An Uber driver is charged with the death of one of its passengers. To try to prove his innocence, he starts an investigation on his own and is considered a fugitive by the police. This search is tensioned by the attraction he feels for the man he believes to be the culprit, a self-defense teacher at a private security training school. Circulating in environments where homosexuality is as repressed as it is latent, he will have to confront his own prejudices and those of the society in which he lives, at the risk of his own life.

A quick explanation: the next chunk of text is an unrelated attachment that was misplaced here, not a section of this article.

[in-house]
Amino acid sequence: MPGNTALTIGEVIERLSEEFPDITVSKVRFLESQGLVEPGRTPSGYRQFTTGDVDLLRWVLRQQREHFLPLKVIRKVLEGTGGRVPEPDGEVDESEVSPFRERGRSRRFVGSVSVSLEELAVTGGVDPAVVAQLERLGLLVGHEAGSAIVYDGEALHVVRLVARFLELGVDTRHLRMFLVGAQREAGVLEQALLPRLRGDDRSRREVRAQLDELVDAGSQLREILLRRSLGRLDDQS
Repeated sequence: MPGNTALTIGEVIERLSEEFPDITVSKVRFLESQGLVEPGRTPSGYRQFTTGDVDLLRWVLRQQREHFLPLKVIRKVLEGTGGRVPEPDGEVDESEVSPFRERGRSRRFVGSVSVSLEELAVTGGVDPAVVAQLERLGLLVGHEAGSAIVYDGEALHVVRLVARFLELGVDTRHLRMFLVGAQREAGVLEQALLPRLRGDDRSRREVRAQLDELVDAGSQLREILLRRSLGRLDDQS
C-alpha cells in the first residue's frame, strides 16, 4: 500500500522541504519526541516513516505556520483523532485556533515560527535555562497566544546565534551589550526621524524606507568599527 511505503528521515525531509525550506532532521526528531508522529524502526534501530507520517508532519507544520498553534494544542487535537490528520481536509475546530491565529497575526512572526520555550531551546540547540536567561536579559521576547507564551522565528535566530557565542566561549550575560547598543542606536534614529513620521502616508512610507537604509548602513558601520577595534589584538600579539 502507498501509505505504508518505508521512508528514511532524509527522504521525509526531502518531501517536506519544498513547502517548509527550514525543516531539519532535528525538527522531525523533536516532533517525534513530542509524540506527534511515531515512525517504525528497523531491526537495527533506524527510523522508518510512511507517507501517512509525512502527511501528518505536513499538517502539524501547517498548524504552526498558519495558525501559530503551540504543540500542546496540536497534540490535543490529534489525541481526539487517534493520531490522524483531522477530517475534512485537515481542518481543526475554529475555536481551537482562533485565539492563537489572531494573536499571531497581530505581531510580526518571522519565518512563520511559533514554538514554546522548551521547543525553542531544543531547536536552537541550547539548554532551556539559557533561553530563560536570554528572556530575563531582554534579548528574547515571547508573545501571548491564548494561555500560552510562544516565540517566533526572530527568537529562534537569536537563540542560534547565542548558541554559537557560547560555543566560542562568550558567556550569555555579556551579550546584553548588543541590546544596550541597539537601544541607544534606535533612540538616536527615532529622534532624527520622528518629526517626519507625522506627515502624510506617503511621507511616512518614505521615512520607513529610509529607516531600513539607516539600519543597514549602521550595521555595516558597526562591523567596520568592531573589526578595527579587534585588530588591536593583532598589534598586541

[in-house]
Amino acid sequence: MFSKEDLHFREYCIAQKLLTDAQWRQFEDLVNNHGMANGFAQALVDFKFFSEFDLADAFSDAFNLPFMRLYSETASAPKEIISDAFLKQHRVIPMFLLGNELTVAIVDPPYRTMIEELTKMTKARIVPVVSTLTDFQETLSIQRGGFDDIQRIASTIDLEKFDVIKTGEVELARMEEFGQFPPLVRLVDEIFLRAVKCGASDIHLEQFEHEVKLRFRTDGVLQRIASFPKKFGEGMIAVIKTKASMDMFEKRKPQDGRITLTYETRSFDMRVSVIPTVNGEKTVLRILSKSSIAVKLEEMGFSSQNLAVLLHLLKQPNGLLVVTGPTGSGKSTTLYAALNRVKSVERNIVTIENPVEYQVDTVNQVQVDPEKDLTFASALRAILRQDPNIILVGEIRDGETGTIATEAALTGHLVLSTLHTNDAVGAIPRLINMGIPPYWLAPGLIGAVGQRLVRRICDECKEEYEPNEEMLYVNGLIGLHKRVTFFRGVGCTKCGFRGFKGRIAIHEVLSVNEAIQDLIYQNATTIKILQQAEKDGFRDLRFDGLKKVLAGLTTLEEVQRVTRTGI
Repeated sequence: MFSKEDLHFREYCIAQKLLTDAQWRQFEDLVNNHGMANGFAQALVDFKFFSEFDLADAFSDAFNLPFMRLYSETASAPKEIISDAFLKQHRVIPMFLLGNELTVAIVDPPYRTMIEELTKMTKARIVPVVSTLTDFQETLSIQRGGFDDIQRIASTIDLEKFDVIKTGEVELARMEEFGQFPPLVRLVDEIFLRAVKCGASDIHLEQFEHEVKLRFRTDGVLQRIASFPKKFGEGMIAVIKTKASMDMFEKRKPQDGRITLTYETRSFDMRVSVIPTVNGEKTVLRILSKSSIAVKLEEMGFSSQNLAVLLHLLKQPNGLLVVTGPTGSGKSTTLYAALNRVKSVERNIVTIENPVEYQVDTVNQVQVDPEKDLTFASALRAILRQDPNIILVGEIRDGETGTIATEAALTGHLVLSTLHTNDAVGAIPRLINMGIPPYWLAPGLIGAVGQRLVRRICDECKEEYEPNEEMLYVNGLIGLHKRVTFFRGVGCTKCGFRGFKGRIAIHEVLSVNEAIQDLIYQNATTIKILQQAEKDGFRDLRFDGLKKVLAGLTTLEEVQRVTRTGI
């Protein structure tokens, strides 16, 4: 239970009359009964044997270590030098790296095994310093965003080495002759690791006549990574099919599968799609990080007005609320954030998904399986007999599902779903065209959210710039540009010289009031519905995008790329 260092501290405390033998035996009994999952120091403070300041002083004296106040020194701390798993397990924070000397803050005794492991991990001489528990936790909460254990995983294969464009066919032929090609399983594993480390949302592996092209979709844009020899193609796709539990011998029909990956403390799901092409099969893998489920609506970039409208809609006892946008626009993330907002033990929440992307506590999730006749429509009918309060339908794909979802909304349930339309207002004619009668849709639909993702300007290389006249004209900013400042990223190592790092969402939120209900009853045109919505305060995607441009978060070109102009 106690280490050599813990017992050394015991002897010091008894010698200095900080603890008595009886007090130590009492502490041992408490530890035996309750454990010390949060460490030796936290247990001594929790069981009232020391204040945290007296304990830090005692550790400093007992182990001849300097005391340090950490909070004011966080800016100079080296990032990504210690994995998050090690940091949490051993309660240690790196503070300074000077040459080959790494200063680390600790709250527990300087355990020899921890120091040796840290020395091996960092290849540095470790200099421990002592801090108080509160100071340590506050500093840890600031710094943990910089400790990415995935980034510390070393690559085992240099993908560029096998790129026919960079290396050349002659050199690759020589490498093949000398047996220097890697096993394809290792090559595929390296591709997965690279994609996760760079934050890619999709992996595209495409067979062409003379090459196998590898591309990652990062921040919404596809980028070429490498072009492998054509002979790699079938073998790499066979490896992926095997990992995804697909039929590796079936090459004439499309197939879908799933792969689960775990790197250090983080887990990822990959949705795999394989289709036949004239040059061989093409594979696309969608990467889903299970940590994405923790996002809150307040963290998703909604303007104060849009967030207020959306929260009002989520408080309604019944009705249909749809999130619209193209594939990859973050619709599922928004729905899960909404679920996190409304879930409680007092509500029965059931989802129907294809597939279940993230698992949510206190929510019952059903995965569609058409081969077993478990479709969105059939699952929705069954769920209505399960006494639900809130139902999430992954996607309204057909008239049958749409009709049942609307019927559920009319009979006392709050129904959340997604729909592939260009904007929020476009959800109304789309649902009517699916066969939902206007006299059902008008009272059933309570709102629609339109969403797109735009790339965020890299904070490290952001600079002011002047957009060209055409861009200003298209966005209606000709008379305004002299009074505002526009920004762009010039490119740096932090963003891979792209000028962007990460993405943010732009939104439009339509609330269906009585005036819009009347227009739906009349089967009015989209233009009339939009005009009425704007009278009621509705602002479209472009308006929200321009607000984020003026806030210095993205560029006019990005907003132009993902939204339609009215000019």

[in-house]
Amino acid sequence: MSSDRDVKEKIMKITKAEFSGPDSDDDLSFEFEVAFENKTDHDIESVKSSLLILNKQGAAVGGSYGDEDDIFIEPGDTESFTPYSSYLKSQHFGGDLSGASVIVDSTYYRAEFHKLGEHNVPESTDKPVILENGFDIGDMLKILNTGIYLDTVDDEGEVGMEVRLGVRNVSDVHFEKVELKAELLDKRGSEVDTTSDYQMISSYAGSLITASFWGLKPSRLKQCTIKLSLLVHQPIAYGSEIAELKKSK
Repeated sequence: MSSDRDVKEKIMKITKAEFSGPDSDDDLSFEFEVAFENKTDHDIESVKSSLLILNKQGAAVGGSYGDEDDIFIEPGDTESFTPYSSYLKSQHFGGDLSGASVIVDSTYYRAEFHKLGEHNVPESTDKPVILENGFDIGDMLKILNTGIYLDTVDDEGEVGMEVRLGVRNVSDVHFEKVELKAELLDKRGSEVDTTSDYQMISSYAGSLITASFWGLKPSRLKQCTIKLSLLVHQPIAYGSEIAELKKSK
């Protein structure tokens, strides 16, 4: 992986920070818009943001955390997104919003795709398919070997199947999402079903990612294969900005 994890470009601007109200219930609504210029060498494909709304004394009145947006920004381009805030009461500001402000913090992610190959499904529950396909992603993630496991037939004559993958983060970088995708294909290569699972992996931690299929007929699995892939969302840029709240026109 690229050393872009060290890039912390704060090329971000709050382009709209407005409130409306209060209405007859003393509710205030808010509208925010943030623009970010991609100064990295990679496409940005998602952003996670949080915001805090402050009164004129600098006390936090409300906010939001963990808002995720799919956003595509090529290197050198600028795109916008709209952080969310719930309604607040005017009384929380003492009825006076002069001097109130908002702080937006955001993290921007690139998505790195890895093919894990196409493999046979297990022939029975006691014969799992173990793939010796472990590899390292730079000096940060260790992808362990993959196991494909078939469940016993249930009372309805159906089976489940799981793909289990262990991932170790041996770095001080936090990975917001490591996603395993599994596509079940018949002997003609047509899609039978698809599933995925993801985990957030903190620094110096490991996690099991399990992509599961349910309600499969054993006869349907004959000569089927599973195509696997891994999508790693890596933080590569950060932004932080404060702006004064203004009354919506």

At the heart of MALIBU’s plot is a crime and the mystery that surrounds it. We follow this narrative from the point of view of Mariano, protagonist of MALIBU, who then assumes a very classic persona in the history of cinema, that of the man wrongly accused. The figure of the character who needs to prove his innocence is one of the most empathetic in the protagonism of crime and mystery stories, including some classics of cinema noir that include the transformation of the character into an investigator on his own. There is still something darker in Mariano’s odyssey and this has to do with the nature of the crime he investigates. As important as unraveling the plot and proving its innocence, it will be to approach the mystery that leads to crime, to violence, to the darkest recesses of the human soul and of our society. By portraying a man’s difficulty in dealing with his desires, MALIBU promotes a reflection on how the taboo of homosexuality affects, individually, different forms of violence.